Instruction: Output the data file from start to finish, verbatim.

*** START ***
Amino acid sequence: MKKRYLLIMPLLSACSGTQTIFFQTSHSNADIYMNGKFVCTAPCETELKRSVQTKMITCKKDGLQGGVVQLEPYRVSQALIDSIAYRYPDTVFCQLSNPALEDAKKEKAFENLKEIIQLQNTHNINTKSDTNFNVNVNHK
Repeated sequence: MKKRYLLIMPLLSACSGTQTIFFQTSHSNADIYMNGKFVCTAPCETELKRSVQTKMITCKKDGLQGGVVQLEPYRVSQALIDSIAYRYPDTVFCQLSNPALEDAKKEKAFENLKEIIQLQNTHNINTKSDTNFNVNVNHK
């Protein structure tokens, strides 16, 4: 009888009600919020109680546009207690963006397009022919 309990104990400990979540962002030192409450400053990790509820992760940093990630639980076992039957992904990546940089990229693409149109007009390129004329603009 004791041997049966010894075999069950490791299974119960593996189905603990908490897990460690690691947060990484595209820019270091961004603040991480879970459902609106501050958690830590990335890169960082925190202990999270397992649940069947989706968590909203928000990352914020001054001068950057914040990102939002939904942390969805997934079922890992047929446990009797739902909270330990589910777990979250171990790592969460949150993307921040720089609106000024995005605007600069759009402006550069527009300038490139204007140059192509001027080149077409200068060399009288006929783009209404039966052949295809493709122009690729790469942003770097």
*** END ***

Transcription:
Amino acid sequence: MKKRYLLIMPLLSACSGTQTIFFQTSHSNADIYMNGKFVCTAPCETELKRSVQTKMITCKKDGLQGGVVQLEPYRVSQALIDSIAYRYPDTVFCQLSNPALEDAKKEKAFENLKEIIQLQNTHNINTKSDTNFNVNVNHK
Repeated sequence: MKKRYLLIMPLLSACSGTQTIFFQTSHSNADIYMNGKFVCTAPCETELKRSVQTKMITCKKDGLQGGVVQLEPYRVSQALIDSIAYRYPDTVFCQLSNPALEDAKKEKAFENLKEIIQLQNTHNINTKSDTNFNVNVNHK
């Protein structure tokens, strides 16, 4: 009888009600919020109680546009207690963006397009022919 309990104990400990979540962002030192409450400053990790509820992760940093990630639980076992039957992904990546940089990229693409149109007009390129004329603009 004791041997049966010894075999069950490791299974119960593996189905603990908490897990460690690691947060990484595209820019270091961004603040991480879970459902609106501050958690830590990335890169960082925190202990999270397992649940069947989706968590909203928000990352914020001054001068950057914040990102939002939904942390969805997934079922890992047929446990009797739902909270330990589910777990979250171990790592969460949150993307921040720089609106000024995005605007600069759009402006550069527009300038490139204007140059192509001027080149077409200068060399009288006929783009209404039966052949295809493709122009690729790469942003770097």